An extract from Different Planet – a story about 5 days in an English office available here on Amazon.

continued from Different Planet – 8

“You’ve not seen me before have you?” asked Merton.

 

“Oh, I most certainly haven’t, I am sure I would have remembered you, what with the shape of your face and all.”

 

“The shape of my face?”

 

“Well, your skull, the shape of your skull, it’s very…what should I say? Cro-magnon?”

 

“Crow what? Who was he?”

 

“Not Cro Magnon, Neanderthal, sorry I meant Neanderthal.”

 

“That’s so much better, you mean I look like a caveman?”

 

“I suppose so, but please don’t be offended in any way, because those Neanderthals did have a larger brain capacity than homo sapiens.”

 

“That’s reassuring to hear, thank you for pointing that out. So, what else do you do apart from ordering parts – you don’t work for the Samaritans do you?”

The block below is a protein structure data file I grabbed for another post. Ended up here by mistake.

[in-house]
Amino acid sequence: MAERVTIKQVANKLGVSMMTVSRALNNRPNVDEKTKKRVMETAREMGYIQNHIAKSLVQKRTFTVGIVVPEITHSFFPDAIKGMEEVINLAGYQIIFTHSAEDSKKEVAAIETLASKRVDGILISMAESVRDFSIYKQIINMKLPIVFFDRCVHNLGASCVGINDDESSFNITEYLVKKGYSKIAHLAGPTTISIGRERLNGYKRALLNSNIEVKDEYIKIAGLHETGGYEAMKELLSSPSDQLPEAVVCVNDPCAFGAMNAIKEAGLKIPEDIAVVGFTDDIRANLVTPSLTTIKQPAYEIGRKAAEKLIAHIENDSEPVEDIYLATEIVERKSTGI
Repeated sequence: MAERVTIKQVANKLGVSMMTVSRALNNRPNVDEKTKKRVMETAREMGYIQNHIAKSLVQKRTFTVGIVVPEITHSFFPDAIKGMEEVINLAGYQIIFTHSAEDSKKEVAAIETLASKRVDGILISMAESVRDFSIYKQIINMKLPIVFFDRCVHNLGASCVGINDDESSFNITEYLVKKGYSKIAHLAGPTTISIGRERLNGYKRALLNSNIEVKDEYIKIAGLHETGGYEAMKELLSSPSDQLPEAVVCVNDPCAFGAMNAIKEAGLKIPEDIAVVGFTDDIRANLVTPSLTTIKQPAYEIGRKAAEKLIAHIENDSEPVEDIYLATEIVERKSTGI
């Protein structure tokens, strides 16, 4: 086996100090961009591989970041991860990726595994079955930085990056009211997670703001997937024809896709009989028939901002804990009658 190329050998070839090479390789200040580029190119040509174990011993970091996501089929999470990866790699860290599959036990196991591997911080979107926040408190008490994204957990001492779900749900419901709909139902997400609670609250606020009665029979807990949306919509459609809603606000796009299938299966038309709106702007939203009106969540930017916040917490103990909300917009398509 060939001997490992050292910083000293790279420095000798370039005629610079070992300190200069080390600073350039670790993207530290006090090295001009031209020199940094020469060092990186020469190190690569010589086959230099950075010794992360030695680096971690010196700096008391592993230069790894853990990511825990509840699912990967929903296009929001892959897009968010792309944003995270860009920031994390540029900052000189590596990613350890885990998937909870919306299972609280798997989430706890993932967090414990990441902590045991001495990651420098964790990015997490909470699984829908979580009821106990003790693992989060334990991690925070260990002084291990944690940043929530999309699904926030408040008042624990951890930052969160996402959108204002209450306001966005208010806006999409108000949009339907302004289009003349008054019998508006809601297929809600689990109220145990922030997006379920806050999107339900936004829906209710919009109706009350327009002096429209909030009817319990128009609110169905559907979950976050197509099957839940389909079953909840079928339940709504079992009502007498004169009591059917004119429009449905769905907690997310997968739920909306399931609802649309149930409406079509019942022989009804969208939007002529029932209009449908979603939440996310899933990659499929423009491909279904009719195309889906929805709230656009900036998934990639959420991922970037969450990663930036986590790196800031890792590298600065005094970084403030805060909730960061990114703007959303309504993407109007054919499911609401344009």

“I don’t work for them, no, do you think I should?”

 

“I don’t think you should do, because you’re not the most reassuring person I’ve met and I think you might end up achieving the opposite of what you were intending.”

 

“Thank you for that feedback, well don’t let me keep you.” Christine gestured to the person next to her, whom Albert hadn’t met yet.

 

“Hello Albert, my name is Dermot Smythe, and I work on the industrial relations side of things.”

 

“Hello Dermot, so you work with the unions, do you? Keep them whipped into shape.”

 

“I work with everyone to ensure we have a happy working environment, as the employees are a company’s biggest assets.”

 

“You obviously haven’t worked with some of the people I work with, if you had you wouldn’t say that,” replied Merton,” there’s one lad called Bunn who has a very bad attitude and almost caused a fight earlier this week, can you believe that?”

 

“Was he trying to fight with you, by any chance?”

 

“No, of course not, why would anyone be offended by me? It was someone else; Bunn’s very immature for his age.”

 

“What are your HR department going to do about it?”

 

“Them, they’re useless, they probably don’t even know it happened.”

 

“Did anyone tell them?”

 

“I didn’t – I don’t want to get involved in someone else’s business.”

 

“It is your business though if it’s happening in your office,” said Smythe, trying to put his point across as gently as possible, “and you should in my opinion let your HR department know as soon as you can.”

 

“We’ll see,” said Merton, “I don’t want to cause Bunn or Hayes to be sacked.”